Let’s face it: Listening is one of the most critical skills for sales success. It is no less significant than effective communication and interpersonal skills, or the ability to give spectacular presentations. Evidence suggests that a key skill to successfully selling is to ask a lot of probing questions, then listen carefully and patiently, while fully focusing on a prospect. Always remember: the sales process is not about you; it’s about your customer.
Listening well enables sales professionals to absorb all the crucial details and understand all the nuances presented at the meeting, then use that information to provide the best, most effective and suitable solutions for customers. Furthermore, there are words that are of great importance to a customer, the words that reflect their top priorities or help them express their feelings. Individuals who listen have the advantage of using these words as a powerful tool to improve the communication process and show commitment to their customers. This strategy will always give them the edge they need to set themselves apart and come out on top in a highly-competitive marketplace.
Sales professionals with poor listening skills typically fall short of expectations, fail to generate results and build long-lasting relationships with buyers. Their inability to LISTEN is at the core of disappointing outcomes. In fact, even some of the best and most efficient sales professionals fail to understand their customers if they do not listen carefully.
Through extensive research, Janek has identified a few common challenges outlined below that may impede the sales process and interfere with your ability to listen. Please keep them in mind as you are bracing up for your next sales meeting. We believe that avoiding the pitfalls below will encourage you to hone your listening skills and help you dramatically increase your chances of success.
- Lack of focus
During a sales interaction, some sales professionals think ahead about what they should say, mention or ask next, instead of concentrating on all the crucial points communicated by a customer. Faking interest or just maintaining the perception of being engaged may backfire, when the time comes to present specific solutions and move the sales process forward. Some sales professionals may fall into the trap of losing interest or becoming impatient when a customer speaks slowly or talks at length about a particular subject. In this case, it is wise to guide the conversation in the desired direction versus tuning the customer out.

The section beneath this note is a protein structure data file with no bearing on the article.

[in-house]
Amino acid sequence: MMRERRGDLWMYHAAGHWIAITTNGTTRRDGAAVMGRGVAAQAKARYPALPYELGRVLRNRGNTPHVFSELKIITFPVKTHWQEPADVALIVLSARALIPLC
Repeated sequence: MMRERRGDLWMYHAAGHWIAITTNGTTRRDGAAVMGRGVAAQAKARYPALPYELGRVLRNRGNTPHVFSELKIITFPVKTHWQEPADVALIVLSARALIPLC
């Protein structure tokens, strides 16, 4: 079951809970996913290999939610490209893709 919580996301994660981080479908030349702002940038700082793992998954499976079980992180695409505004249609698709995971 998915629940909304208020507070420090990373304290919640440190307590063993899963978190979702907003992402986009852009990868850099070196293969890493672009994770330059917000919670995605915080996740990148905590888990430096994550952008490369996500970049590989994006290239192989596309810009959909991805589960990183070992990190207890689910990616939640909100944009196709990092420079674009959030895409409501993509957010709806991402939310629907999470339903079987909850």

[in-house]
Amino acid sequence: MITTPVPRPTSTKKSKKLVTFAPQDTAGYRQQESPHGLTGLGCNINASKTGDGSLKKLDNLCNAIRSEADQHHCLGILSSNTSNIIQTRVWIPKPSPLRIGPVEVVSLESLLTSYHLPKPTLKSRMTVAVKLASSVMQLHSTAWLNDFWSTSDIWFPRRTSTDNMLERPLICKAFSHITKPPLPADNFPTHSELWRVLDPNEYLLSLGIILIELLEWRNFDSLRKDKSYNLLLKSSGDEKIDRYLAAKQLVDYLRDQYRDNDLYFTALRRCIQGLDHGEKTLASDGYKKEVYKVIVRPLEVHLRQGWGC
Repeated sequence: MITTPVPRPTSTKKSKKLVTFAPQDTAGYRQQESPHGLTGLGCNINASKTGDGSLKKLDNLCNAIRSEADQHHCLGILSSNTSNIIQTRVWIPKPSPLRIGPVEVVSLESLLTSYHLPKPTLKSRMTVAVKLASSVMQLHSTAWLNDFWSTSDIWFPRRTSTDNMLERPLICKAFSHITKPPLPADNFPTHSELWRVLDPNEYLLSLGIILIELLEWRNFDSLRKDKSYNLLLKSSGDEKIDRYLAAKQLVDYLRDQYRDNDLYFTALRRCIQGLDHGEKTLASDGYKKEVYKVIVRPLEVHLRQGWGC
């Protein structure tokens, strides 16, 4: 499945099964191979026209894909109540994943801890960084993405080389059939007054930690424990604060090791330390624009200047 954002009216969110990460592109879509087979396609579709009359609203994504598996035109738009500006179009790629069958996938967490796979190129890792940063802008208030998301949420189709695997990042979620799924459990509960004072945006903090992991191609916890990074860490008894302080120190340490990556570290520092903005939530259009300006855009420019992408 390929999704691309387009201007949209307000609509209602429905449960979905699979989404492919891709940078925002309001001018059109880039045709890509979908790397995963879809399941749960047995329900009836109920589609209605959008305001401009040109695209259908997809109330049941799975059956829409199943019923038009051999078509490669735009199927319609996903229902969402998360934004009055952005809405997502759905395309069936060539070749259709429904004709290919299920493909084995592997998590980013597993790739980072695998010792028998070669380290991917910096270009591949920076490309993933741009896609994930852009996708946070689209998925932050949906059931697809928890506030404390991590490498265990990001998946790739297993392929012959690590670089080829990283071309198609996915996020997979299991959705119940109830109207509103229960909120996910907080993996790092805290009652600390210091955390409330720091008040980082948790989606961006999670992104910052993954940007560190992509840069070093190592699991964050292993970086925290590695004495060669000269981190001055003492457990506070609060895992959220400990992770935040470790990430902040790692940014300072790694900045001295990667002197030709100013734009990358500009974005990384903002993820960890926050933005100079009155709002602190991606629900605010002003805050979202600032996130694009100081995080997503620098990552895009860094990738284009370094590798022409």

- Engaging in selective listening
Without a doubt, selective listening is one of the most common and serious mistakes that sales professionals make. When they only pay attention to words that support their agenda, reinforce their perspective or are in sync with the direction they want the discussion to go, their offering is incomplete and may ultimately hinder the sales process. Therefore, when it comes to customer interactions, exceptional listeners typically focus on three important aspects of the communication process: content, meaning and feeling.
- Failure to speak up when something doesn’t make sense
To avoid potential misunderstanding or embarrassment later on, sales professionals should never disregard issues or topics they don’t fully understand. There is nothing wrong with asking a prospect to clarify a particular statement or idea. And it is better to do it sooner than later. In fact, this could be a great opportunity to prove that they are trying to understand, absorb and internalize every point and every issue that is being discussed during the selling process.
- Inability to properly interpret the customer’s vocal indicators
As you may know, every human interaction goes beyond words. Body language and vocal indicators may serve as a clue as to how the buyer feels about the sales interaction. Perceptive sales professionals should pay close attention to their customers’ body language, gestures, their tone of voice, facial expressions, eye contact, emotions, and other important signs of satisfaction or discontent. In certain situations, the ability to decode the body language and emotional indicators can make a difference between failure and success.
Listening is a key skill that cannot be underestimated and must be cultivated consistently. Janek has developed a four-step model to improve any sales professional’s listening skills. We discuss this model in our Critical Selling® Skills and Critical TeleSelling™ Skills workshops.
For more information about Janek and our sales training solutions, please visit https://www.janek.com/what-we-do/sales-training/, call 800.979.0079 or email: firstname.lastname@example.org today. Let’s have a chat and see how we can help your organization dramatically improve sales performance.